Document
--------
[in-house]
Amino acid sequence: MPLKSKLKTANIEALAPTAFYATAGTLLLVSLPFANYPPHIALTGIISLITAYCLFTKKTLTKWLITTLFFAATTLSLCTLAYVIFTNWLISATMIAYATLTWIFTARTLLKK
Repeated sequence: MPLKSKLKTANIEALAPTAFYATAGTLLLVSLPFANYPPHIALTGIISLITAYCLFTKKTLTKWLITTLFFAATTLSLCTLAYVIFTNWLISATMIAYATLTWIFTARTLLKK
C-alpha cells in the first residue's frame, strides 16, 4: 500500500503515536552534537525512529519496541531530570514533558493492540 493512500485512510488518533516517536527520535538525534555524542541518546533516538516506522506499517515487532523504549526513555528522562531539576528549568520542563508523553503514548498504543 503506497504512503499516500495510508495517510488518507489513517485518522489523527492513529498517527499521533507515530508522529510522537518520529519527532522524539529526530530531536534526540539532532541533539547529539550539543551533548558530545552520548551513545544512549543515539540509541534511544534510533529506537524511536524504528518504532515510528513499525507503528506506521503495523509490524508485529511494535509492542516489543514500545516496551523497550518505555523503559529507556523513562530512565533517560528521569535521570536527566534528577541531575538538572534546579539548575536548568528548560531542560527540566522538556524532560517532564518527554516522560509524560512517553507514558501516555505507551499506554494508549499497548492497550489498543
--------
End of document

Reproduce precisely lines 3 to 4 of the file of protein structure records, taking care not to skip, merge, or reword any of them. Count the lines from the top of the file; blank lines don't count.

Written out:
Repeated sequence: MPLKSKLKTANIEALAPTAFYATAGTLLLVSLPFANYPPHIALTGIISLITAYCLFTKKTLTKWLITTLFFAATTLSLCTLAYVIFTNWLISATMIAYATLTWIFTARTLLKK
C-alpha cells in the first residue's frame, strides 16, 4: 500500500503515536552534537525512529519496541531530570514533558493492540 493512500485512510488518533516517536527520535538525534555524542541518546533516538516506522506499517515487532523504549526513555528522562531539576528549568520542563508523553503514548498504543 503506497504512503499516500495510508495517510488518507489513517485518522489523527492513529498517527499521533507515530508522529510522537518520529519527532522524539529526530530531536534526540539532532541533539547529539550539543551533548558530545552520548551513545544512549543515539540509541534511544534510533529506537524511536524504528518504532515510528513499525507503528506506521503495523509490524508485529511494535509492542516489543514500545516496551523497550518505555523503559529507556523513562530512565533517560528521569535521570536527566534528577541531575538538572534546579539548575536548568528548560531542560527540566522538556524532560517532564518527554516522560509524560512517553507514558501516555505507551499506554494508549499497548492497550489498543